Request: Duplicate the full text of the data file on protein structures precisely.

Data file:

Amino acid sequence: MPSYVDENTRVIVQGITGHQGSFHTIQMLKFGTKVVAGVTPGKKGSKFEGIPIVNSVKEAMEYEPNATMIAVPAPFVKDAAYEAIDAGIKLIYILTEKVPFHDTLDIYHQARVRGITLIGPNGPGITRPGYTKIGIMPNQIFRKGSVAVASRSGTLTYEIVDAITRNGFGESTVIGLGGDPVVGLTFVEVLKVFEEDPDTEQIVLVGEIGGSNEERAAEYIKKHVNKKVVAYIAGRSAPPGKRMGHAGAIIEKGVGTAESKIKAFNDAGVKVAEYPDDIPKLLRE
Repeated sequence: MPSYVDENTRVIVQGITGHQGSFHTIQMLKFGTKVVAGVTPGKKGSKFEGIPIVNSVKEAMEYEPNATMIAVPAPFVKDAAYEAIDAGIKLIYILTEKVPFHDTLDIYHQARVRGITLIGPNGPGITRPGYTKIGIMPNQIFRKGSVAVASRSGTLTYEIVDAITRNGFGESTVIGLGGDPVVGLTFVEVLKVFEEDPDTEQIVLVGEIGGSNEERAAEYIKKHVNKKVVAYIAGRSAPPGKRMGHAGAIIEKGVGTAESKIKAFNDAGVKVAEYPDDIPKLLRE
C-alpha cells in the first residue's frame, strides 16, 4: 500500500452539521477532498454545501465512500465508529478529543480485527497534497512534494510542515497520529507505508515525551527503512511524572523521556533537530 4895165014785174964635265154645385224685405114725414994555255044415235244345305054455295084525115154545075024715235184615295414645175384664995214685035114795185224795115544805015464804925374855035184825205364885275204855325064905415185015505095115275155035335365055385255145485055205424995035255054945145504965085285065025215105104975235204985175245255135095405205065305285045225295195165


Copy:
Amino acid sequence: MPSYVDENTRVIVQGITGHQGSFHTIQMLKFGTKVVAGVTPGKKGSKFEGIPIVNSVKEAMEYEPNATMIAVPAPFVKDAAYEAIDAGIKLIYILTEKVPFHDTLDIYHQARVRGITLIGPNGPGITRPGYTKIGIMPNQIFRKGSVAVASRSGTLTYEIVDAITRNGFGESTVIGLGGDPVVGLTFVEVLKVFEEDPDTEQIVLVGEIGGSNEERAAEYIKKHVNKKVVAYIAGRSAPPGKRMGHAGAIIEKGVGTAESKIKAFNDAGVKVAEYPDDIPKLLRE
Repeated sequence: MPSYVDENTRVIVQGITGHQGSFHTIQMLKFGTKVVAGVTPGKKGSKFEGIPIVNSVKEAMEYEPNATMIAVPAPFVKDAAYEAIDAGIKLIYILTEKVPFHDTLDIYHQARVRGITLIGPNGPGITRPGYTKIGIMPNQIFRKGSVAVASRSGTLTYEIVDAITRNGFGESTVIGLGGDPVVGLTFVEVLKVFEEDPDTEQIVLVGEIGGSNEERAAEYIKKHVNKKVVAYIAGRSAPPGKRMGHAGAIIEKGVGTAESKIKAFNDAGVKVAEYPDDIPKLLRE
C-alpha cells in the first residue's frame, strides 16, 4: 500500500452539521477532498454545501465512500465508529478529543480485527497534497512534494510542515497520529507505508515525551527503512511524572523521556533537530 4895165014785174964635265154645385224685405114725414994555255044415235244345305054455295084525115154545075024715235184615295414645175384664995214685035114795185224795115544805015464804925374855035184825205364885275204855325064905415185015505095115275155035335365055385255145485055205424995035255054945145504965085285065025215105104975235204985175245255135095405205065305285045225295195165